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New approach to heart surgery aids recovery

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St. John's Regional Medical Center and Freeman Health System, both in Joplin, introduced a new surgical procedure for heart patients earlier this year.

Randy Craig, MD, a cardiologist at St. John's, has used the transradial approach in performing several coronary angiographies (also referred to as transradial coronary catheterization) since his arrival in January.

Craig was formerly at St. Louis University Medical Center where he has been performing this procedure for nearly two years, according to a St. John's news release.

Dr. John Cox, of Freeman's bi-plane catheterization laboratory, used the trans-radial approach to perform a balloon angioplasty through the radial artery in the wrist, rather than through the femoral artery in the leg.

Cox achieved a stent placement during the procedure, as well.

The transradial approach was also used to perform diagnostic procedures on another patient the same day, stated a release from Freeman.

There are several advantages for patients if the transradial approach is used in performing an angiogram vs. using the femoral approach (going through the artery in the leg), St. John's reported.

The radial artery is a major artery located in the arm and is easily accessible.

The patient enjoys mobility immediately after the procedure, and is able to go home one to two hours following the procedure.

In the traditional approach of using the femoral artery, patients have to lie down for six hours, and pressure is applied to the entry site.

The radial artery is not located near significant veins or nerves.

Because of its location, the radial artery allows for superior control of the artery and a decreased risk of bleeding complications, the St. John's release stated.

Likewise, in the Freeman procedures, the radial artery method provides for quicker recovery and less discomfort.

"Coronary angioplasty procedures and stent placements are usually performed through the femoral artery in the patient's thigh," stated Bob Deardorff, director of cardiovascular services at Freeman, in the release.

"Cardiologists at Freeman are now accomplishing these same procedures through the radial artery in the wrist with similar success."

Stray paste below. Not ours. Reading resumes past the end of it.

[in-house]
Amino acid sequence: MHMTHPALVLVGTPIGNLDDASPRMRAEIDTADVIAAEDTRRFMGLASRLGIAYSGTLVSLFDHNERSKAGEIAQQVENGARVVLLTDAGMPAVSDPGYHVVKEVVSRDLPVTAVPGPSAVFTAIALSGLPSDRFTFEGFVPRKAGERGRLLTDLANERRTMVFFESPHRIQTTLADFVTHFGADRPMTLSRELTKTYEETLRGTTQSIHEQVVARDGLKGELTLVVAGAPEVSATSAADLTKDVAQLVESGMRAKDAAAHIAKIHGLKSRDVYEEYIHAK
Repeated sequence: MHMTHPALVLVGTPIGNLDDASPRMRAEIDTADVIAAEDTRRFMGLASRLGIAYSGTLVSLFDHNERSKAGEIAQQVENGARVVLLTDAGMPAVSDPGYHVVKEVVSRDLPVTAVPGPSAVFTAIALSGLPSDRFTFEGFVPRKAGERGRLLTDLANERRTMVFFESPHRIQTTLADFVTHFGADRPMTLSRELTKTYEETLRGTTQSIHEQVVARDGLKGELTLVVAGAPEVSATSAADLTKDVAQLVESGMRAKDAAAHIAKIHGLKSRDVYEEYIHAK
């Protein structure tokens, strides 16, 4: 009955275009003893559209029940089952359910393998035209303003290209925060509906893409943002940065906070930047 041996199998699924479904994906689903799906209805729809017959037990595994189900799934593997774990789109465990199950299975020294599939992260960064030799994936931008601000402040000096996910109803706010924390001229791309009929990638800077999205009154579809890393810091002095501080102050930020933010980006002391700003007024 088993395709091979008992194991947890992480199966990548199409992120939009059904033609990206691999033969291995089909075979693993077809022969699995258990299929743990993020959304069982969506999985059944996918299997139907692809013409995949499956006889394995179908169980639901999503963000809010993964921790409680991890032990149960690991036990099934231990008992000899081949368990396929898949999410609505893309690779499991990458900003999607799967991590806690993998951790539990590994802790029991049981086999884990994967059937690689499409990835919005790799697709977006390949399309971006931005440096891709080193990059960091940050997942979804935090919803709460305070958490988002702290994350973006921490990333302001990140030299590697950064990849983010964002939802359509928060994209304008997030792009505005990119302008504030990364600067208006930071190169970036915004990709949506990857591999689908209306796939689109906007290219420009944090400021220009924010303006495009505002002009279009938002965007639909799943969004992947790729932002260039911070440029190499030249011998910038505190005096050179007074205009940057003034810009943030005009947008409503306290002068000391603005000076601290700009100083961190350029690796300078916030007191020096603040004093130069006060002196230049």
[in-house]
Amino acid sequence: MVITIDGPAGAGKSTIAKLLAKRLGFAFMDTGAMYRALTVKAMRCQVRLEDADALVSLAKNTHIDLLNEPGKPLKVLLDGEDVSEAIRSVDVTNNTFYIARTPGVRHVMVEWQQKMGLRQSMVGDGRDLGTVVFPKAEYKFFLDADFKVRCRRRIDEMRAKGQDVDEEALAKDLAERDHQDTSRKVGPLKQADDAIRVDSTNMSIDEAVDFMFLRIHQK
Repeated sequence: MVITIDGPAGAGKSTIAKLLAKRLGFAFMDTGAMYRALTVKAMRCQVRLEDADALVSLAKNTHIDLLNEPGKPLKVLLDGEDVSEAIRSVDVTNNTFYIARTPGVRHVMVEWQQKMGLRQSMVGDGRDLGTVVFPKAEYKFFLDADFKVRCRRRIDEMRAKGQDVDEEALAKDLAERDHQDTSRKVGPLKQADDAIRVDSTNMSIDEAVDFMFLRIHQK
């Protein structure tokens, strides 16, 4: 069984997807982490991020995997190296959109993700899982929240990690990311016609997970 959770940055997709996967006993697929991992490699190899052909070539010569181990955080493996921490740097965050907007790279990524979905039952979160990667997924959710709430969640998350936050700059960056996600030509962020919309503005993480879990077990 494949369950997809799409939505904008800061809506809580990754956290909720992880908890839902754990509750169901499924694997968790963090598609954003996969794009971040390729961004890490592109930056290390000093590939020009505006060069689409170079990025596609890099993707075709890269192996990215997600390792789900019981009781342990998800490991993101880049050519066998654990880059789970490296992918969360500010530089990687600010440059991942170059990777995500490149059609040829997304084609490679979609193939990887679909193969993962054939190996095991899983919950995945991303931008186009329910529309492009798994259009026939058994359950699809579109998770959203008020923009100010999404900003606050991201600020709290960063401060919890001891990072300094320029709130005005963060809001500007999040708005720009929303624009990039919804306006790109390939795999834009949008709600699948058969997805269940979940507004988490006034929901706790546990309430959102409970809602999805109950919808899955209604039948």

Performing the procedures through the wrist lowers the risk of complications, decreases a patient's discomfort, and reduces the patient's recovery time. In some cases, the patient may even be discharged from the hospital on the day of the procedure, Freeman stated.

Prior to performing the transradial procedure, the Allen's Test is done on the patient.

This test allows the physician to check the patient's blood flow in the arm area of both the radial and ulnar arteries to ensure proper flow returns to this area, the St. John's release stated.

Freeman's Dr. Cox has been performing angioplasty procedures for 17 years.

"This new approach opens up a whole new world of comfort and ease for our patients," Cox said in the Freeman release.

"Although the transradial approach is not for everyone, it does offer several very promising possibilities."

The transradial approach for coronary angiography was first described by Dr. Lucien Campeau in 1989. It later gained widespread acceptance in Europe, and it is becoming more common in the United States.

St. John's has been performing this procedure since early January 1998.

Freeman has been offering the transradial approach to treat coronary artery disease since February of this year.

INSET CAPTION:

By using the radial artery in the arm instead of the femoral artery in the leg, the patient enjoys immediate mobility

and is able to go home one to two hours after

surgery, with a decreased risk of bleeding complications.[[In-content Ad]]

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